Missing some points
September 16, 2005
There were significant errors of fact in your article, “Waldorf opponents lose in court decision.”
First, your article incorrectly said that Judge Damrell ruled that the lawsuit “will not go before a jury.” There was no ruling in this regard. On Monday, Judge Damrell, in fact, conducted a “bench” trial (without a jury) and in this trial, People for Legal and Non Sectarian Schools (PLANS) lost their lawsuit against the two public school districts as your headline correctly stated.
Secondly, your article incorrectly repeated PLANS’ primary untruthful assertion, namely that anthroposophy is a religion. This was the key threshhold issue in the lawsuit and PLANS failed to present even one acceptable piece of evidence or one witness – the PLANS assertertion was totally discredited in court. But PLANS would like The Union readers to believe otherwise. To paraphrase the Fifth Circuit Court of Appeals from a similar situation: “Absent feathers, webbed feet, a bill, and a quack, this bird just ain’t a duck!” PLANS can repetitiously call anthroposophy a religion, but that does not make it so.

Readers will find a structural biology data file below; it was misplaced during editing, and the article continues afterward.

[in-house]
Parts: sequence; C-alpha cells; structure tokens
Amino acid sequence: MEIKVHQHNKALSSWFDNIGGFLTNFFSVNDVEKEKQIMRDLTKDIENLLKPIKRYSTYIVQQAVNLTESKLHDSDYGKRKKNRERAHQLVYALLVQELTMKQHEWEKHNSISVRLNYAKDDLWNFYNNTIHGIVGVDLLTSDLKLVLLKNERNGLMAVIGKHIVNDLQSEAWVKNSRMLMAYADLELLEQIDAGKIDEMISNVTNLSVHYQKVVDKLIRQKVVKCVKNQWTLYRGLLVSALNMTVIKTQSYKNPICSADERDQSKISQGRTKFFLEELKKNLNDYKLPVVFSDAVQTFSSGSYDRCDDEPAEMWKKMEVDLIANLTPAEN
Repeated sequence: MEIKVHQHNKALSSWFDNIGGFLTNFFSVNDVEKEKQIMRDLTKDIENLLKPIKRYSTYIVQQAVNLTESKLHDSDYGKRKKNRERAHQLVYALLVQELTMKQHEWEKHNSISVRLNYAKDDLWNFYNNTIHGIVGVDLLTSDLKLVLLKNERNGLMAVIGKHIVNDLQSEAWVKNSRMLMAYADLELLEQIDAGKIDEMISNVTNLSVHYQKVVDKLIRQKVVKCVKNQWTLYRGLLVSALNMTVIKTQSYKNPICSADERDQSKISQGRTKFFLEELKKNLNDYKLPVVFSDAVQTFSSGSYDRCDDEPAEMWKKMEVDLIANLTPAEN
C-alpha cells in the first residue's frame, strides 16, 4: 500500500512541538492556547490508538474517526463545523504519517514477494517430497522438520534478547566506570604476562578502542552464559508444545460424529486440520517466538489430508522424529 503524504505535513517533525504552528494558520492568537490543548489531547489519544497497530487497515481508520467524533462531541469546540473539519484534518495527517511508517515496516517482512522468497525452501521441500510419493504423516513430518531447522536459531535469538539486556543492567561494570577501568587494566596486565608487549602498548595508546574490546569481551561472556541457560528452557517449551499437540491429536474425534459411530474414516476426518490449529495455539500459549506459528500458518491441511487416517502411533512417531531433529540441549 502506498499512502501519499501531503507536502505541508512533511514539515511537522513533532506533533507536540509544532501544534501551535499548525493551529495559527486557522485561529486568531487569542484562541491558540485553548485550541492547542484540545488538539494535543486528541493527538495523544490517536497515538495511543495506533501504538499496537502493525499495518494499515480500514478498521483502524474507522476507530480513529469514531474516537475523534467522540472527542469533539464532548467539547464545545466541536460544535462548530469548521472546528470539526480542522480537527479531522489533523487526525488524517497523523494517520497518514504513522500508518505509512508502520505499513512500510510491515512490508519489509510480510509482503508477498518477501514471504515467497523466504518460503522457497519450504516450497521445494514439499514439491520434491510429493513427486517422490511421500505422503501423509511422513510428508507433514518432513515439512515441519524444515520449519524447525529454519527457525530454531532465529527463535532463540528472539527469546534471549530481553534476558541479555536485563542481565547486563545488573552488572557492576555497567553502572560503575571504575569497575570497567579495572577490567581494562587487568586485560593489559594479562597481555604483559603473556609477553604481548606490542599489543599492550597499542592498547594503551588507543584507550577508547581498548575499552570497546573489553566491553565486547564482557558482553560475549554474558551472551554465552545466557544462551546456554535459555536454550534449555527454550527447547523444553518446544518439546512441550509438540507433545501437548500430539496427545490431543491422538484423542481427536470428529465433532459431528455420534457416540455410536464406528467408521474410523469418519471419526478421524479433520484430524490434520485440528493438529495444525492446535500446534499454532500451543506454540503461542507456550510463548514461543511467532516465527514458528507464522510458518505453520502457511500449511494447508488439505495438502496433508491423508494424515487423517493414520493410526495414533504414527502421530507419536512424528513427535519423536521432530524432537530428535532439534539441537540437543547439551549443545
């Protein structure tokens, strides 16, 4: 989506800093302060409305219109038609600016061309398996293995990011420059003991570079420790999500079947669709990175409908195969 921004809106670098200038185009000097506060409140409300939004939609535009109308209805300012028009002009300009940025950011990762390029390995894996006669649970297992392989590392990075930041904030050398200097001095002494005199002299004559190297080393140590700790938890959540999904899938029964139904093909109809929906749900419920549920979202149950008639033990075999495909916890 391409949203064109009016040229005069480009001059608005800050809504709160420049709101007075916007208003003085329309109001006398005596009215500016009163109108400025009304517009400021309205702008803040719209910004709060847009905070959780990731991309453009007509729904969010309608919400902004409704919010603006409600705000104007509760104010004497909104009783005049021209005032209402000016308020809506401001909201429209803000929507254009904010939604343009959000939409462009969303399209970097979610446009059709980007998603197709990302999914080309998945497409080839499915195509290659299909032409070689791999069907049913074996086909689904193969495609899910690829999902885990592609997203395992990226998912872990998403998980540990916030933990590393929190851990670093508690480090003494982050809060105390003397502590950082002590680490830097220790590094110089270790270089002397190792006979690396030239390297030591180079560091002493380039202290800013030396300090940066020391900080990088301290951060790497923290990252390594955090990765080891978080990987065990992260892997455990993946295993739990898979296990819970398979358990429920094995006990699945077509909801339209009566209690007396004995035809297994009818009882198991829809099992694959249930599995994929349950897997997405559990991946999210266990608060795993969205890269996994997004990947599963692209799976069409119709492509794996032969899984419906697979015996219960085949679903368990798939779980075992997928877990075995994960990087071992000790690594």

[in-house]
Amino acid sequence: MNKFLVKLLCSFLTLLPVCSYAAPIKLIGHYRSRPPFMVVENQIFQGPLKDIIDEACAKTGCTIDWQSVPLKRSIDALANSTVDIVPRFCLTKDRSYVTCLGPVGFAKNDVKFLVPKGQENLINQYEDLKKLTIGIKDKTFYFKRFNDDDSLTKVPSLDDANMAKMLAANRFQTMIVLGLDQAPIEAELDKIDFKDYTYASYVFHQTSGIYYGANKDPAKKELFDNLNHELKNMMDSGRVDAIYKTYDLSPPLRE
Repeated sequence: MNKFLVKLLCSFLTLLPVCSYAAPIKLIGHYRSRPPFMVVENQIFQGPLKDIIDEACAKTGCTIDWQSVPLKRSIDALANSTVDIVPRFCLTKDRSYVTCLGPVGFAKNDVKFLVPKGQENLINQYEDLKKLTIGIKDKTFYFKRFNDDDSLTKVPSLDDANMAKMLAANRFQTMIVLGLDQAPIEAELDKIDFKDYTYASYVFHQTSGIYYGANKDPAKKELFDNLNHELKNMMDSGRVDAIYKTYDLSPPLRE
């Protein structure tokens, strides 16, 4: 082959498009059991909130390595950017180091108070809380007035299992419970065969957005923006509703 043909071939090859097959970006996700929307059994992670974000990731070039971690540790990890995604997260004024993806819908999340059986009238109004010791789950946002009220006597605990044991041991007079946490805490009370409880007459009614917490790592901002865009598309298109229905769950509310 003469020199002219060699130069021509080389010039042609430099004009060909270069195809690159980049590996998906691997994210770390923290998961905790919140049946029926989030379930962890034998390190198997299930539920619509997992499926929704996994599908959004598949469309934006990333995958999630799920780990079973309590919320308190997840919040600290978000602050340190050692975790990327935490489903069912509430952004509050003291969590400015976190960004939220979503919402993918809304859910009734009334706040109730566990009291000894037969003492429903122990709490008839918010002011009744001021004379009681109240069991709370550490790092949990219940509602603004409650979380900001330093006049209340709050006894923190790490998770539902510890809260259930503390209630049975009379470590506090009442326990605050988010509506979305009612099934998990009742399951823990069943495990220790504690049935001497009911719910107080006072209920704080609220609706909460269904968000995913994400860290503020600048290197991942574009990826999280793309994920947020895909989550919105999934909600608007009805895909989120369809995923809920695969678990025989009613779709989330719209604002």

Anthroposophy is a method of spiritual inquiry, it is a support to an individual’s religious strivings. Society members are from all religious faiths – Protestants, Catholics, Jews, Muslims, even non-believers.
Third, your article attributed “tenents in Waldorf instruction” to the Anthroposophical Society. This is another piece of misinformation and a complete falsehood. The Society offers no “tenents”, suggests no practices or procedures to Waldorf-method public schools or independent Waldorf schools.
Jean W. Yeager
Administrative Director, The Anthroposophical Society in America
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